• Kate-
      Thank you! Interesting that it sounds similar, yet different from my memories. Although not the flop part, I recall the squeeze of the filling many times as a child. They also sold a version with or without the fruit layer. The fruit layer was always my brother’s favorite, so we always had it that way. The filling was always heavier than a whipped cream.

      • the filling is NOT whipped cream but a fluffy buttercream

  8. This is the best stuff ever!

  9. Lovin’ Oven (Bakery) in Round Lake Beach IL has it….LOVE IT!!!

  10. Riverside bakery makes THE best Swedish flop… I didn’t know
    that it is a Chicago goodie… LOL that’s why I couldn’t find it in VA or AZ now I am in LA and know I have to make my own …nothing like it
    I love you for finding creating the recipe

  11. Made this for a birthday party and everyone raved about it! I have never had swedish flop, but guests who had said this was so very good! I doubled the amount of powdered sugar in the buttercream filling though, it tasted a bit floury to me at first. Thanks so much for the recipe!

    • Sara
      So glad you enjoyed it!

  12. Would it make sense to add a little flour to the crumble topping, maybe about 2 Tbs? Otherwise it seems to melt. Also to wait until just before baking to spread it over the top of the dough? Otherwise, this is an excellent recipe.

    • Fran
      Give it a try, but it shouldn’t melt if you allow the cake to cool completely. I’m glad you like it.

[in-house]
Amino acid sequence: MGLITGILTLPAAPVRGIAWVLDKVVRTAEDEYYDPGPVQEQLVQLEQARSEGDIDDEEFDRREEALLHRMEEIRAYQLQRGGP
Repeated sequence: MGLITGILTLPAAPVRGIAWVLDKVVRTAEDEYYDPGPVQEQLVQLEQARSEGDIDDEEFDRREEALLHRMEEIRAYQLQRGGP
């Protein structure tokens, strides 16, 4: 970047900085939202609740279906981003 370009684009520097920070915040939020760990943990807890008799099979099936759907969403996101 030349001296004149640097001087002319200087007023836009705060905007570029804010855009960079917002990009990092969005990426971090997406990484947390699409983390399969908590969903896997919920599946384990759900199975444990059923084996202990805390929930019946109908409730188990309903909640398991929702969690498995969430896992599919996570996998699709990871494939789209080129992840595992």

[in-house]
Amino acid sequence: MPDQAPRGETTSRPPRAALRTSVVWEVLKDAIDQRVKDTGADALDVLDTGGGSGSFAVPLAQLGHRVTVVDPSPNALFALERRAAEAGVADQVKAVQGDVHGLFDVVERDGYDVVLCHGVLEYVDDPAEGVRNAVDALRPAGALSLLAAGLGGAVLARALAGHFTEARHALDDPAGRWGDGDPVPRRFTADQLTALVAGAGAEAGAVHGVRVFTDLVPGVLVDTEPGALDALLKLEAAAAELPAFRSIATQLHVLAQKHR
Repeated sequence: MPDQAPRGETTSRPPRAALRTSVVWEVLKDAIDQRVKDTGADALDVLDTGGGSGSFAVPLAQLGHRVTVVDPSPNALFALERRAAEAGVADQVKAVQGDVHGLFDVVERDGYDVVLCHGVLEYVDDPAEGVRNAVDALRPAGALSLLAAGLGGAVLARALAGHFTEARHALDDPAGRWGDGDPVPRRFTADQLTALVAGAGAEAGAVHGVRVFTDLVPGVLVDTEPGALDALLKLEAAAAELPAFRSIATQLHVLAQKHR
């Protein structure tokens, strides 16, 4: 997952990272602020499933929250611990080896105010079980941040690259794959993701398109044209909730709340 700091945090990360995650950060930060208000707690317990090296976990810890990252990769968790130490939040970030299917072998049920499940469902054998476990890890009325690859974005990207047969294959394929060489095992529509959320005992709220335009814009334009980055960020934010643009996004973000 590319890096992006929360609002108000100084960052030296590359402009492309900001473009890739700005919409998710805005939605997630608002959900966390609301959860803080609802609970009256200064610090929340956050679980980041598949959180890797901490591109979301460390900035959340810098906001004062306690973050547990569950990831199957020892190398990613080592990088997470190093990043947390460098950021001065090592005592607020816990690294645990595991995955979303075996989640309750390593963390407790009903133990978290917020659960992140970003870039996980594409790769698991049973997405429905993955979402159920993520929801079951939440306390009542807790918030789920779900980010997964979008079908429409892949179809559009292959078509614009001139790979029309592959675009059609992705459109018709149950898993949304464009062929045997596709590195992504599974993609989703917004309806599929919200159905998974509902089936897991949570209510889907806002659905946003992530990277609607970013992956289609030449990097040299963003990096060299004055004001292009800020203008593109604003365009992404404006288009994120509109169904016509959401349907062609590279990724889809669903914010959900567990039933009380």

13. It has been a few years for a post on this subject but I thought everyone who was talking about the Swedish Bakery in Chicago would like to know that they are closing the doors the end of February 2017. I have also had the Swedish Flat: Thin, light dough filled with sweet & creamy buttercream, topped with streusel and a generous amount of powdered sugar from Jarosch Bakery in Elk Grove Village, IL. (I think they ship) and Old World Bakery in Lake Zurich, IL. Both were really good. Hope this helps you in your search for places that are pretty close to Chicago… Will need to try this recipe version but with more of a butter crumb on top…

  14. Can this be frozen?

    • Jarosch bakery in Elk Grove Village has the most decadent Swedish Fjatl It is my favorite bakery item,. Theirs is Just a crumble top, cream filling and crust. There isn”t any cake.

  15. Sorry for misspelling Flat. i hope people know that you haven’t closed! I would like to know if the Swedish Flat can be frozen and do you ship? Thanks for your wonderful bakery!

  16. This is the most list of comments I’ve ever seen for a recipe! Thanks to whoever posted it! This recipe seems most true to the bakery version, not the ones made with cake mix!!
    We used to get it at Logan Bakery in Logan Square on Milwaukee Ave at the time, right across from Klaus Dept. Store. The bakery catered more to the Polish community for some things but it’s the only place we’d get Swedish flop. Sliced in long skinny strips and could keep eating more and more. There is a bakery up on Touhy near Pulaski that sells it by special order only. Schlagel’s (spelling?).
    I’ll try this recipe instead. But, never remember fruit filling or cinnamon in the topping from Logan Bakery. Would use lt. brown sugar instead. THANKS!

  17. I made this and it was amazing, thanks so much!


  18. Thank you so much! My mom used to love swedish flops and since shes been gone, I like to get them every once in a while to celebrate her. I dont live near good bakery and I’m always disappointed at the ones in the major supermarkets. I look forward to making this soon! Your descriptions on the filling were spot on! It’s not a regular buttercream but it’s not a whip cream either. Best wishes!